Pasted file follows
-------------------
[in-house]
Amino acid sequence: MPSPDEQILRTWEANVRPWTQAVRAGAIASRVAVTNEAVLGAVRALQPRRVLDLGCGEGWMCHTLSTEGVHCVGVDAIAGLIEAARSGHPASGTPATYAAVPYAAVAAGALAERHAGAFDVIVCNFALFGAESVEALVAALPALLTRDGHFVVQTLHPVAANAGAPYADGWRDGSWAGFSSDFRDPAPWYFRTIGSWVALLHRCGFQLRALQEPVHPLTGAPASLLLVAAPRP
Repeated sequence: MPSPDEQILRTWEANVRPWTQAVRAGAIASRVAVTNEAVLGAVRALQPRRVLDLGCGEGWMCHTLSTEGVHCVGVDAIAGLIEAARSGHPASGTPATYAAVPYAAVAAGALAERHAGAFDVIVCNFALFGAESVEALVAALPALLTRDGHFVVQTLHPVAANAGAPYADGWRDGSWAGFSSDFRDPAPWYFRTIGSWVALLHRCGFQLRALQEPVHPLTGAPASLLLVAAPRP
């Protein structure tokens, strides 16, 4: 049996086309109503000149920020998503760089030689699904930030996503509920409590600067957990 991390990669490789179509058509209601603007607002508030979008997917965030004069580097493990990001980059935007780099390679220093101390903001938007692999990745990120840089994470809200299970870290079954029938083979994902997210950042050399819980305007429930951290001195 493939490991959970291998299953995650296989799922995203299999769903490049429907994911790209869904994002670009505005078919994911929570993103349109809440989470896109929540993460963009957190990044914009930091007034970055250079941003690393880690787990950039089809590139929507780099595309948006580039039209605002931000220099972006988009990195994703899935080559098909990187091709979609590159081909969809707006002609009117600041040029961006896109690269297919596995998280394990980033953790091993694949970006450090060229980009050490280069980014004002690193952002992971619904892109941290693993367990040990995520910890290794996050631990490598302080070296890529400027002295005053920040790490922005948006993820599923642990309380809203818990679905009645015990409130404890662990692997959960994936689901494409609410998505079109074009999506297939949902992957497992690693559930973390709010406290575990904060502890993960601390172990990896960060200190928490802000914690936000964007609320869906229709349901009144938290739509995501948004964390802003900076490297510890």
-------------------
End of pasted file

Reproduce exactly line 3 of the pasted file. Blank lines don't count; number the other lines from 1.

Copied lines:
Repeated sequence: MPSPDEQILRTWEANVRPWTQAVRAGAIASRVAVTNEAVLGAVRALQPRRVLDLGCGEGWMCHTLSTEGVHCVGVDAIAGLIEAARSGHPASGTPATYAAVPYAAVAAGALAERHAGAFDVIVCNFALFGAESVEALVAALPALLTRDGHFVVQTLHPVAANAGAPYADGWRDGSWAGFSSDFRDPAPWYFRTIGSWVALLHRCGFQLRALQEPVHPLTGAPASLLLVAAPRP